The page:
Following the seemingly endless disruptions to the country’s supply chain over the past 2-year period, signs are showing more pain before things get better.
The COVID-19 pandemic was the primary catalyst that disrupted supply chains, which caused a ripple effect globally that was further amplified by additional economic and geo-political events, explained Michael Zimmerman, a partner at Kearney, during a session at the 2022 National Association of Chain Drug Stores Total Store Expo.
“At the initial phase of the pandemic, everything shut down and companies stopped investing in people, resources, and capacity. The first half of 2020 saw a major shutting down and batting down of the hatches,” Zimmerman said. “Then we got stimulus and the belief that we were going to get out of this. There was a lot of enthusiasm, but people were still in home confinement, so they stopped using services such as restaurants, hospitality, and travel, and shifted to buying things.”
This unprecedented surge in demand during periods in which much of the country’s population were in home confinement led to an asteroid of sorts hitting the ocean and reverberating throughout supply chains all over the world.
“As providers scrambled to provide capacity and supply chains were disrupted, this further destroyed capacity,” Zimmerman said. “So ship movements, port operations, trucking networks—those were all disrupted.”
For those paying for these services, pricing also skyrocketed, which made its way back to the pockets of consumers, Zimmerman explained. Additionally, the COVID-19 pandemic was not the only source of disruption during this approximate 2-year period. Inflationary pressure, labor shortages, natural disasters, trade conflicts, and the Russian invasion of Ukraine all occurred around the same time, leading to unprecedented headwinds.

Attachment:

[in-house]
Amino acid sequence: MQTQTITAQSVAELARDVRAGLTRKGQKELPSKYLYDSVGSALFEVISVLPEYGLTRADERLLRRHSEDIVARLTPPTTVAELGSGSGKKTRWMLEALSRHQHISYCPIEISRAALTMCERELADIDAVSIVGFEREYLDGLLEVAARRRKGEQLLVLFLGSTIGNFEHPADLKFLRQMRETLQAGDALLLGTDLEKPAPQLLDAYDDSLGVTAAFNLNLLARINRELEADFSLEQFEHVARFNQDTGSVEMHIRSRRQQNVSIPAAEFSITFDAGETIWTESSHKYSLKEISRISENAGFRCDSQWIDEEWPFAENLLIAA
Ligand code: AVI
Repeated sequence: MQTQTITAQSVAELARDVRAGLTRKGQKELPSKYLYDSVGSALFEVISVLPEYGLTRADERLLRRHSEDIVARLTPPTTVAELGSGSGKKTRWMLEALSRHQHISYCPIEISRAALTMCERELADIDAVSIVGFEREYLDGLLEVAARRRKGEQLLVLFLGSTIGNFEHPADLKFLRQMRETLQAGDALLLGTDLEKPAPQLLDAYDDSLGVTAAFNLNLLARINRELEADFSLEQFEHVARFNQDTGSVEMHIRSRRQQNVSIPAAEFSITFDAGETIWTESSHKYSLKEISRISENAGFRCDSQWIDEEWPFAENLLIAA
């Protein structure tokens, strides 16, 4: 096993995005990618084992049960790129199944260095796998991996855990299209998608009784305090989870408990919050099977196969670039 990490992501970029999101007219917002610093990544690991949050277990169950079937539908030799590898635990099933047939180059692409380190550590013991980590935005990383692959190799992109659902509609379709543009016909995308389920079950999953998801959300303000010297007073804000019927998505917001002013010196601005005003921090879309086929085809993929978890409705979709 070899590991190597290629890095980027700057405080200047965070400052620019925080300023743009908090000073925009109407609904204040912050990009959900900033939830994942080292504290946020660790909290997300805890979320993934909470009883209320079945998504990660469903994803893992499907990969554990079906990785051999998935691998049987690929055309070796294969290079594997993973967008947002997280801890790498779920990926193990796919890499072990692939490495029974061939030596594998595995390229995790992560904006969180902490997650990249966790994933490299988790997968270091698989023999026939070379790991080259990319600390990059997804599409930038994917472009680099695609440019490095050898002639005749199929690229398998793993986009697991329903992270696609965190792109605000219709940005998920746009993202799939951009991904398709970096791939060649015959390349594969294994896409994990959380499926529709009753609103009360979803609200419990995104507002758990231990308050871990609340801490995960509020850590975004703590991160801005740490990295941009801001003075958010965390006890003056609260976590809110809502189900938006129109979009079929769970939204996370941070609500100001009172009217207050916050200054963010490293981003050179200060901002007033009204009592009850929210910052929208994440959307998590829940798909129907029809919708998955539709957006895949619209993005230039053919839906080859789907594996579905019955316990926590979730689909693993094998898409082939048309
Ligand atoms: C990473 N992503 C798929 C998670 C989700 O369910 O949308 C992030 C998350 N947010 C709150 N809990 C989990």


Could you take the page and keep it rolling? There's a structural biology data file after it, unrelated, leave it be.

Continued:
Because of the extent of damage caused to supply chains globally, Zimmerman noted that he is now often asked when things are going to get better. He noted that his answer is they’re not going to.
“Are things going to get better? The short answer is ‘no.’ [Although] I’m a bit of a harbinger of bad news, it’s much better to plan for disruption and understand that your supply chains are vulnerable then to hope that things are going to get better,” Zimmerman said. “So yes, we have seen a period of relative calm, but when you look at all of these causes of disruptions in your supply chains—things aren’t going to go back to ‘normal.’”
When looking back at the years right before the pandemic when logistics capacity was abundant and prices were quite low, Zimmerman explained that such a period should not be expected to return anytime soon.
“It could happen, but if you look at what’s happening now, the [Federal Reserve System] is tightening, the market dropped a thousand points on Friday—the message is that we’re going to be in for more pain before things get better,” Zimmerman said. “You’ve probably heard the expression ‘Hope is not a strategy.’ This is a perfect example of that. Get your supply chains ready.”
Zimmerman M, Huseby T. Troubled Water or Smooth Sailing – What’s Ahead for the CPG and Pharma Supply Chains. Boston, MA: 2022 National Association of Chain Drug Stores Total Store Expo; August 27, 2022.